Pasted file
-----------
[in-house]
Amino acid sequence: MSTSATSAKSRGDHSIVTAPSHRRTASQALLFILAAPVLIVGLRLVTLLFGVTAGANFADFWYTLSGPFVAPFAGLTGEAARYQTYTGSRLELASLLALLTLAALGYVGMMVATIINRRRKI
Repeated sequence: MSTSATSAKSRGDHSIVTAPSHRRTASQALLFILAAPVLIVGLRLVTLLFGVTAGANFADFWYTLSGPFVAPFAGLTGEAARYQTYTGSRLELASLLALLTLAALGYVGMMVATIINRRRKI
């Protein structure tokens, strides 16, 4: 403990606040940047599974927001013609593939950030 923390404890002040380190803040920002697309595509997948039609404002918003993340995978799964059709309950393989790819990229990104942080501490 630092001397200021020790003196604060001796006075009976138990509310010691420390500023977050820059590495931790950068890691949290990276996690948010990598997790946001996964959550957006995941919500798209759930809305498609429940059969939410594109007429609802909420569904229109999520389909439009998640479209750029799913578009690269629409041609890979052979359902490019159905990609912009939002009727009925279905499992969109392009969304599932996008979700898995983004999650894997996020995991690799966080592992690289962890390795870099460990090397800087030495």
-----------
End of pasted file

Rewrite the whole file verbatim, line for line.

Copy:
[in-house]
Amino acid sequence: MSTSATSAKSRGDHSIVTAPSHRRTASQALLFILAAPVLIVGLRLVTLLFGVTAGANFADFWYTLSGPFVAPFAGLTGEAARYQTYTGSRLELASLLALLTLAALGYVGMMVATIINRRRKI
Repeated sequence: MSTSATSAKSRGDHSIVTAPSHRRTASQALLFILAAPVLIVGLRLVTLLFGVTAGANFADFWYTLSGPFVAPFAGLTGEAARYQTYTGSRLELASLLALLTLAALGYVGMMVATIINRRRKI
């Protein structure tokens, strides 16, 4: 403990606040940047599974927001013609593939950030 923390404890002040380190803040920002697309595509997948039609404002918003993340995978799964059709309950393989790819990229990104942080501490 630092001397200021020790003196604060001796006075009976138990509310010691420390500023977050820059590495931790950068890691949290990276996690948010990598997790946001996964959550957006995941919500798209759930809305498609429940059969939410594109007429609802909420569904229109999520389909439009998640479209750029799913578009690269629409041609890979052979359902490019159905990609912009939002009727009925279905499992969109392009969304599932996008979700898995983004999650894997996020995991690799966080592992690289962890390795870099460990090397800087030495």